1. I don’t like the idea of booking hotels and rental cars using miles. If you earned the miles largely from non-bonused spending, then it would be better to do a rental car booking using Barclaycard Arrival “miles”. You would get 2.2 cents of value per dollar of credit card spending, which oftentimes would beat the value from using airline miles for rental cars. In addition, it seems like budget lodging such as hostels, Airbnb, or Couch Surfing seems like a better value in general instead of award hotel stays. Budget lodging is oftentimes just as cheap, and it takes less effort than accumulating hotel points.

    Milenomics, I like the idea you suggested in the “Bring the Vacation to You” section, of doing shorter-distance weekend trips. A new job doesn’t necessarily have to keep someone from traveling. Most people have more than 100 vacation days, come to think about it, if you take weekends into account.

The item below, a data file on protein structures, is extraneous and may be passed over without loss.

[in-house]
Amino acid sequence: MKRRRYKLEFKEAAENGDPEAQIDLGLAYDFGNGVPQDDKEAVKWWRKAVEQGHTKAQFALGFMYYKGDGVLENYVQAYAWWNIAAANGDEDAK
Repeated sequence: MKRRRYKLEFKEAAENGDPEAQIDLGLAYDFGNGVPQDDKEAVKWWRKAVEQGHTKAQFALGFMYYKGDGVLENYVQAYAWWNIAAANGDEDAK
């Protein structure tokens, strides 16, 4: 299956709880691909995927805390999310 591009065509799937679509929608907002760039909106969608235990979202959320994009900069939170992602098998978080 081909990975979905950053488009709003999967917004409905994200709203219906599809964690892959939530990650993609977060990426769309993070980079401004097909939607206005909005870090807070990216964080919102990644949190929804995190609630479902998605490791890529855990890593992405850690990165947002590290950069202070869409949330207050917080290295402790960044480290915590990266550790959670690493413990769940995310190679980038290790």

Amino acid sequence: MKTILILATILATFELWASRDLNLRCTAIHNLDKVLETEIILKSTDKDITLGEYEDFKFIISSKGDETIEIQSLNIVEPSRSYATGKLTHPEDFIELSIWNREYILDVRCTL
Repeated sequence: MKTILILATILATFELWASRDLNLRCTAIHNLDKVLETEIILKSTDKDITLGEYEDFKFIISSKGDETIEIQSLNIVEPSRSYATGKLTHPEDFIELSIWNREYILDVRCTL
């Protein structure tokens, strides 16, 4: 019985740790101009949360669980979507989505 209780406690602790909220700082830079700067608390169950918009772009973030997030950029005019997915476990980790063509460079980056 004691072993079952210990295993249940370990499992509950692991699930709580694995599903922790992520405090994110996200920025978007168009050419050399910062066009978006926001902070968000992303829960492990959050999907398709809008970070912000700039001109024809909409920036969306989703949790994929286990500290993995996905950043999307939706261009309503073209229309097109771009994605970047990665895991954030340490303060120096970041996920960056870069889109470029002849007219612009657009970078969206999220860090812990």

Old age also doesn’t have to keep people from traveling. My great-aunt is retired, and she enthusiastically does all sorts of trips to exotic destinations. If anything, old age helped her travel more, because she’s retired and has more free time.

    1. Brandon: Thanks for such a detailed reply. I agree with you that high end hotels aren’t the best value, but some prefer them. Overall I hope the post has something for everyone–and there are people out there with millions of miles sitting in their Mileage accounts. For them booking a hotel, and using their cashback for something like regular spending is a good way to get those Mile balances down lower.